The Cryptopia exchange has been facing difficulties since the exchange was hacked at the start of 2019. Shortly after that, the crypto exchange went into liquidation. At the time of the hack, the exchange reportedly lost 15 percent of all its clients’ holdings.
Investors and traders of the crypto exchange, which is based in Christchurch, New Zealand, recently won a crucial court case. The hack is considered one of the biggest digital crimes in NZ. It led to the loss of about $30 million in digital assets in which over 9000 digital currencies were stolen.
At the time of the heist, Cryptopia had in its possession around $170 million worth of digital currencies. The digital assets belonged to around 800 thousand crypto holders who had opened an account on Cryptopia.
After the hack, the crypto exchange went into liquidation, which was followed shortly after by a liquidation case at the Christchurch High Court. The lawsuit wanted to clarify whether those who held accounts with Cryptopia were owed the value of the currencies in their accounts or whether the funds were debts, similar to other creditors of the crypto exchange.
In total, the creditors were asking for around $12 million. When Inland Revenue was included, they were owne around $5 million. According to the judgment, the creditors will only receive only about half of what they are owed.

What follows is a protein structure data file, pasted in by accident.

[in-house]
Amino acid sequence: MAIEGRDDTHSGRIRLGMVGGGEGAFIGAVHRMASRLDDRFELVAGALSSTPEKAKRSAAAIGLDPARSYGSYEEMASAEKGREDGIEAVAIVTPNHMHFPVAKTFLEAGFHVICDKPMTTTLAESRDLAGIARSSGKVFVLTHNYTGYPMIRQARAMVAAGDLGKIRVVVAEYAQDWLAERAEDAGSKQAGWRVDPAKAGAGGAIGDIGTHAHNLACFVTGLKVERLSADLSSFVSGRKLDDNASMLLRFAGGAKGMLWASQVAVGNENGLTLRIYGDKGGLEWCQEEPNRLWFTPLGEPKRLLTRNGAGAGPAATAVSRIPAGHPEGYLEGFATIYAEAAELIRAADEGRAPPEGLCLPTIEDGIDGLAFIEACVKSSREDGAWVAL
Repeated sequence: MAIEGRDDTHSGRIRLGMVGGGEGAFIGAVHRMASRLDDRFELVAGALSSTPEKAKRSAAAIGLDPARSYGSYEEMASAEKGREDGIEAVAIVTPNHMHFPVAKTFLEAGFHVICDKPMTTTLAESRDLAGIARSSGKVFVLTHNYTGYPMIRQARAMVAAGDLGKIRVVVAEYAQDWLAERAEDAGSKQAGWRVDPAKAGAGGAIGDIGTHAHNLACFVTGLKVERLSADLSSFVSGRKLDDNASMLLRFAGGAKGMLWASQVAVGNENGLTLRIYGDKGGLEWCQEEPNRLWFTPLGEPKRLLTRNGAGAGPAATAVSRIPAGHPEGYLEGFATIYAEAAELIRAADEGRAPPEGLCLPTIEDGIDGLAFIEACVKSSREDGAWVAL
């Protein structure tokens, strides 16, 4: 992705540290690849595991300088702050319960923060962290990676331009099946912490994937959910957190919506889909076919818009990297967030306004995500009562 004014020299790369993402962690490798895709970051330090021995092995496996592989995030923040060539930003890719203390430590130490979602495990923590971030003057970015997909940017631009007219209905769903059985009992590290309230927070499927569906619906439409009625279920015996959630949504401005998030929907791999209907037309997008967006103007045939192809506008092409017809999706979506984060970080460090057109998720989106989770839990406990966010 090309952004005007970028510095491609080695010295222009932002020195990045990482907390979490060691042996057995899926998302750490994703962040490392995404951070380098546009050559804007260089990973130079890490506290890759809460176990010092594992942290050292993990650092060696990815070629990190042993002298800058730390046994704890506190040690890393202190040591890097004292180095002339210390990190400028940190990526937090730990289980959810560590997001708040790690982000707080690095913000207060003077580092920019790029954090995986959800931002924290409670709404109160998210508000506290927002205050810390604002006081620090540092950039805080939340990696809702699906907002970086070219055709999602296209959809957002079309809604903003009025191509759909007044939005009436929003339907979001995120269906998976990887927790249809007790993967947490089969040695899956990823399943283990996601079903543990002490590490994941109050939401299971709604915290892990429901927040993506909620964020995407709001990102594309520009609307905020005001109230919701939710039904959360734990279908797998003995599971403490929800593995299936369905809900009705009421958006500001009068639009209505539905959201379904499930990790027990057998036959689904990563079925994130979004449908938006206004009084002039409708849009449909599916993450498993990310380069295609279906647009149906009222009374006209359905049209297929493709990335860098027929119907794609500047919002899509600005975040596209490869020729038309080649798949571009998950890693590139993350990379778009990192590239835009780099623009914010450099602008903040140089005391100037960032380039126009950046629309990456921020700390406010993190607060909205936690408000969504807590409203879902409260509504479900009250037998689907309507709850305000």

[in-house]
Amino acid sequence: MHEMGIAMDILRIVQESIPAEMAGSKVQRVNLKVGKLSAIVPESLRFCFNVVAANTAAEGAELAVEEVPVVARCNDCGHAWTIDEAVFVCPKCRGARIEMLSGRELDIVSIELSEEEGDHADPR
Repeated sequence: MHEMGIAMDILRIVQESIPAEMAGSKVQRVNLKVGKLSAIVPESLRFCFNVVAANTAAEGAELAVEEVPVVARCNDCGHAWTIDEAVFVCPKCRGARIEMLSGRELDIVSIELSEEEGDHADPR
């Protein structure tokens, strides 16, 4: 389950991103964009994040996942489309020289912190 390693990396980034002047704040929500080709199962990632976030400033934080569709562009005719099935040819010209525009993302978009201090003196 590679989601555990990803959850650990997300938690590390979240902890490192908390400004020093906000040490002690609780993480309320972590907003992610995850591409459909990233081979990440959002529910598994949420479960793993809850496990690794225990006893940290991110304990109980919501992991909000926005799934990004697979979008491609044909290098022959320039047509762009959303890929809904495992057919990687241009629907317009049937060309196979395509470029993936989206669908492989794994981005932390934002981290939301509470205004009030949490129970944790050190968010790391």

According to the judgment issued by Judge David Gendall, the account holders are entitled to the full refund of what they held at Cryptopia. The judge concluded that digital currencies were property, according to the Schedule of the NZ Companies Act 0of 1993. The reason for this was that the digital assets were held in individual accounts. According to the judge, the argument that crypto is mere information, which precluded it from being property was simplistic and wrong. Consequently, he dismissed it. The judge acknowledged that this was an unusual case. He stated that to the best of his knowledge, this was the first time an issue of such a nature concerning crypto had come before the NZ judicial system.
Thus far, the liquidators have spent $3 million that was not stolen during the heist. The police are still looking into the theft. However, they have not released any information on the progress of their investigation.
According to a recent local media report, the NZ police were keeping an open mind on who might have instigated the heist. The police are not saying whether it was a local crime, part of an organized crime ring, or part of an international criminal organization.
According to Adam Clark, a co-founder of the exchange, who left a month before it was attacked, the investigation was unique and complex, and it posed several challenges for the police. He added that the reason for this was that the police had not dealt with such an issue in the past.
Cryptopia was established in 2014. At the height of its operations in 2017, it had 100 staff.
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